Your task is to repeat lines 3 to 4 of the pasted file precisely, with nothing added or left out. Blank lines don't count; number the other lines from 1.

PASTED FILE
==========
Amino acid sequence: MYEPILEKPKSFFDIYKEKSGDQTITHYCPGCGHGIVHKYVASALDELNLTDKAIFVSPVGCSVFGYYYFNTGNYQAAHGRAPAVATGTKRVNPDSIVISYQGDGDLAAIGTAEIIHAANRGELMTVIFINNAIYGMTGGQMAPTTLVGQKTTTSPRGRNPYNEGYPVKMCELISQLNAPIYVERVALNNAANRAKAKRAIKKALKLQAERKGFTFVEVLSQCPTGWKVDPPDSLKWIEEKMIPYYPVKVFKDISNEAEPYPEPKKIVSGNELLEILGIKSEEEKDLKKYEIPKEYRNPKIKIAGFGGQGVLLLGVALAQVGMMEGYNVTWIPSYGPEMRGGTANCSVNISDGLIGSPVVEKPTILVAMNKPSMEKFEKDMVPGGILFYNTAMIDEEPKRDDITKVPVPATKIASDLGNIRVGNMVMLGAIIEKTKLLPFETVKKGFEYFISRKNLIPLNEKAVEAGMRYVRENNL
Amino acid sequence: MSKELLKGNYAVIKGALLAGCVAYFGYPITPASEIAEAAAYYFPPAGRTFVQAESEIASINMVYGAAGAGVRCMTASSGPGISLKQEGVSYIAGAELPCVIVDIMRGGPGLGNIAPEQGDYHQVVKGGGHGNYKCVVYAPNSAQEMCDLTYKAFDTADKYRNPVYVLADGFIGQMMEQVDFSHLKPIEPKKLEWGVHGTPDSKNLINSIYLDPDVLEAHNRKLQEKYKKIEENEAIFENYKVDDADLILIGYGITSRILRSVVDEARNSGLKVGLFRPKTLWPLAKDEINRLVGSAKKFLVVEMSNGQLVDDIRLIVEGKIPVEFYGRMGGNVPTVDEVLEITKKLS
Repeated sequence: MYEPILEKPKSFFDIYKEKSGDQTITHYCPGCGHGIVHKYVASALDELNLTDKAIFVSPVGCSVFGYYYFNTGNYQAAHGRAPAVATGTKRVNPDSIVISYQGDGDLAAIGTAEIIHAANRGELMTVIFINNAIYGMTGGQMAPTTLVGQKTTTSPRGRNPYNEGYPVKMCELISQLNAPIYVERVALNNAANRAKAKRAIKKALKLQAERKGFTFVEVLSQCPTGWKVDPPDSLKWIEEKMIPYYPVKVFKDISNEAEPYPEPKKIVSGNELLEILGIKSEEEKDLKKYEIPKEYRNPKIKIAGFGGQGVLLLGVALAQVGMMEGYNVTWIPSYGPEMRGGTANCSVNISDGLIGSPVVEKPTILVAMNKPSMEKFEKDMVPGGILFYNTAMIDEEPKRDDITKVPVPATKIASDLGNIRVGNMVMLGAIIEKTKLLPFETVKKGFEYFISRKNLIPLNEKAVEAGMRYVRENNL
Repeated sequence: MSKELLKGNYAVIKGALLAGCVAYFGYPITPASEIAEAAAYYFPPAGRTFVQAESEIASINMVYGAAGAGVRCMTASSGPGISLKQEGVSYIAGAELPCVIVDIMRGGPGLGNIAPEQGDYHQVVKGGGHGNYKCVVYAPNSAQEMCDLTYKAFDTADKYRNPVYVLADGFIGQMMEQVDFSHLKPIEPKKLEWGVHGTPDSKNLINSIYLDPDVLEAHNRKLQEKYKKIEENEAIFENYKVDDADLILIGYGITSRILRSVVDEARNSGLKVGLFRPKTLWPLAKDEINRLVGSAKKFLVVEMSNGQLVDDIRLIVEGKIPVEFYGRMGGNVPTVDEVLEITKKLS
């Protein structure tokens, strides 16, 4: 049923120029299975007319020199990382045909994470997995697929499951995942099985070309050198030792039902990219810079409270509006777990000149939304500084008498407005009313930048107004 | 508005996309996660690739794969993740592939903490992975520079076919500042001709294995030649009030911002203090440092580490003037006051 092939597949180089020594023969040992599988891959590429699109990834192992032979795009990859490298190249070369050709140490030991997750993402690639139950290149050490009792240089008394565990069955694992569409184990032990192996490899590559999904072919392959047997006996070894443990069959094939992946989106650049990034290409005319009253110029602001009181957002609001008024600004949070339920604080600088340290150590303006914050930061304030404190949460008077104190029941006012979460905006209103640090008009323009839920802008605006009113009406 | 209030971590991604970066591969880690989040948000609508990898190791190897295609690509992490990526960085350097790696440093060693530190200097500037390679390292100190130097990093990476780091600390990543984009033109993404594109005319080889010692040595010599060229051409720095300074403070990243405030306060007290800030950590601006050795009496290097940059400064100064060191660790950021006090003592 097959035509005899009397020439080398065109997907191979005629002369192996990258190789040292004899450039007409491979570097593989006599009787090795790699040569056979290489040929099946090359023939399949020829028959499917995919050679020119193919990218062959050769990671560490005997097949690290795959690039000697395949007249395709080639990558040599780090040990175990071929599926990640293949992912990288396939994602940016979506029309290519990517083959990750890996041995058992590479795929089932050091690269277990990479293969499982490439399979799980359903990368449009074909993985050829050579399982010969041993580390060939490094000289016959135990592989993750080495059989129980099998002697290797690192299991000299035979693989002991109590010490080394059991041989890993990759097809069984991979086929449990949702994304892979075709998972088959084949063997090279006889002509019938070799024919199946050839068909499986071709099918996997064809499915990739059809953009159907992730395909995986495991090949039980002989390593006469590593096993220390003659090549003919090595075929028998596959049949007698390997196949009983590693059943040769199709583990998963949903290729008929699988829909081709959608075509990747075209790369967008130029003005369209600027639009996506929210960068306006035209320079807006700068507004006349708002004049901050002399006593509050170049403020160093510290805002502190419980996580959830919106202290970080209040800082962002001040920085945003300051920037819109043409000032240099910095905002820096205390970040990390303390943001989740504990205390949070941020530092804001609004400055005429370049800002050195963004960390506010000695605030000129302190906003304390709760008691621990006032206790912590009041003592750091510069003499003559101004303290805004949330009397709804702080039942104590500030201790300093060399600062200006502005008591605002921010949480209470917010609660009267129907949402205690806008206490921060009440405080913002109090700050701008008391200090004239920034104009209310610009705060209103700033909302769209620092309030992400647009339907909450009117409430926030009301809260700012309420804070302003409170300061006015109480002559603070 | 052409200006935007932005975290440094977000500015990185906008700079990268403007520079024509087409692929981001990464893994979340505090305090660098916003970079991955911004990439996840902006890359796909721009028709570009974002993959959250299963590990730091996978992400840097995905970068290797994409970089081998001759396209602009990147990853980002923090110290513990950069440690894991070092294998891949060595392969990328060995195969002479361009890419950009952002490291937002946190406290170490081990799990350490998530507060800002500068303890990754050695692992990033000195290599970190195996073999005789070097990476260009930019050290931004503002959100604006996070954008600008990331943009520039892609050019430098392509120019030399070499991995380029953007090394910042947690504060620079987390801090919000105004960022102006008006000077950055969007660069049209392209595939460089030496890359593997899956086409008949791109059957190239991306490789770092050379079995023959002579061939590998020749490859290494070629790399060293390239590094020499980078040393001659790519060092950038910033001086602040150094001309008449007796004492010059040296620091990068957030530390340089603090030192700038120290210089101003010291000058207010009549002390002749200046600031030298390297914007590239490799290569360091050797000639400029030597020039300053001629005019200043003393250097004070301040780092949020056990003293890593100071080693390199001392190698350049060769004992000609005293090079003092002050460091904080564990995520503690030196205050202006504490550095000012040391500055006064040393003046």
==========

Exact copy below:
Repeated sequence: MYEPILEKPKSFFDIYKEKSGDQTITHYCPGCGHGIVHKYVASALDELNLTDKAIFVSPVGCSVFGYYYFNTGNYQAAHGRAPAVATGTKRVNPDSIVISYQGDGDLAAIGTAEIIHAANRGELMTVIFINNAIYGMTGGQMAPTTLVGQKTTTSPRGRNPYNEGYPVKMCELISQLNAPIYVERVALNNAANRAKAKRAIKKALKLQAERKGFTFVEVLSQCPTGWKVDPPDSLKWIEEKMIPYYPVKVFKDISNEAEPYPEPKKIVSGNELLEILGIKSEEEKDLKKYEIPKEYRNPKIKIAGFGGQGVLLLGVALAQVGMMEGYNVTWIPSYGPEMRGGTANCSVNISDGLIGSPVVEKPTILVAMNKPSMEKFEKDMVPGGILFYNTAMIDEEPKRDDITKVPVPATKIASDLGNIRVGNMVMLGAIIEKTKLLPFETVKKGFEYFISRKNLIPLNEKAVEAGMRYVRENNL
Repeated sequence: MSKELLKGNYAVIKGALLAGCVAYFGYPITPASEIAEAAAYYFPPAGRTFVQAESEIASINMVYGAAGAGVRCMTASSGPGISLKQEGVSYIAGAELPCVIVDIMRGGPGLGNIAPEQGDYHQVVKGGGHGNYKCVVYAPNSAQEMCDLTYKAFDTADKYRNPVYVLADGFIGQMMEQVDFSHLKPIEPKKLEWGVHGTPDSKNLINSIYLDPDVLEAHNRKLQEKYKKIEENEAIFENYKVDDADLILIGYGITSRILRSVVDEARNSGLKVGLFRPKTLWPLAKDEINRLVGSAKKFLVVEMSNGQLVDDIRLIVEGKIPVEFYGRMGGNVPTVDEVLEITKKLS